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DOE Selects New University Research Projects to Improve Turbine Performance

The U.S. Department of Energy’s Office of Fossil Energy (FE) has selected nine projects to receive $5.4 million in federal funding to support university-based fundamental turbine research. The new research projects were selected under the funding opportunity announcement University Turbine Systems Research (UTSR), which aims to address scientific challenges and applied engineering technology issues associated with advancing the performance and efficiency of gas turbines in combined cycle power generation applications.

The National Energy Technology Laboratory (NETL)-managed UTSR Program consists of a portfolio of gas turbine–focused university projects across a wide variety of technical topics relevant to the gas turbine industry. In addition to the supporting development of advanced technologies that can increase energy efficiency, reduce emissions, and provide additional performance benefits, the program seeks to maintain and enhance U.S. university-based turbine science capabilities to ensure a world-class scientific workforce for future generations.

The newly selected projects will focus on the development of technologies that will accelerate turbine performance, efficiency, and emissions reduction beyond the current-state-of-the-art and reduce the risk to market for novel and advanced turbine-based power generation. The research projects fall under six topic areas.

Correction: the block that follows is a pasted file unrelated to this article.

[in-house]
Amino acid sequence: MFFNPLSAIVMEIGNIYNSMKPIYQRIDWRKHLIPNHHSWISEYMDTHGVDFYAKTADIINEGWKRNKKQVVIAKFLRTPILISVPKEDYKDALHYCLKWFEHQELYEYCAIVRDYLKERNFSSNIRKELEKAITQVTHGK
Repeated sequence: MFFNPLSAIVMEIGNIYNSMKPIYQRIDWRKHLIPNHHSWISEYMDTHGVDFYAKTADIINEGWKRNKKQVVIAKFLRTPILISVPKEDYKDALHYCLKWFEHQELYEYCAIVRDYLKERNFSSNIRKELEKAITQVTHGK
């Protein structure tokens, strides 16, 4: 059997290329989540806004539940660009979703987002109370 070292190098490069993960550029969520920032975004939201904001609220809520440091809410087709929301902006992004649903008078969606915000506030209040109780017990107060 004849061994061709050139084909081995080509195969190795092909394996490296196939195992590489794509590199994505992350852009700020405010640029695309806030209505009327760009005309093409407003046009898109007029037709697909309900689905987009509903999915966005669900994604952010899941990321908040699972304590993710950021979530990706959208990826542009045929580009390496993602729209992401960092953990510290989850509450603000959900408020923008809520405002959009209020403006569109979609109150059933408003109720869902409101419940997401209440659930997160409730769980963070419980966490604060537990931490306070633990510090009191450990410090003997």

Topic Area 1—Low-NOx Combustion Technology Development for “Air-Breathing” Advanced Turbines

  • Improving NOx Entitlement with Axial Staging—Embry–Riddle Aeronautical University (Daytona, Fla.) will evaluate axial-staged combustor designs using fuel-flexible, low-emission turbine combustion. Axial staging is an important technology capable of improving engine efficiency without increasing emissions. The results of this work will guide strategies to improve efficiency, reduce emissions, and improve performance of power generation combustion systems.

DOE Funding: $600,000; Non-DOE Funding: $203,247; Total Funding: $803,247

  • High Frequency Transverse Combustion Instabilities in Low-NOx Gas Turbines—The Georgia Tech Research Corporation (Atlanta, GA.) will focus on experimentation and computational model development for large-diameter, multi-nozzle turbine combustors. The new models will be used for developing new design tools, which will improve turbine operating performance when implemented.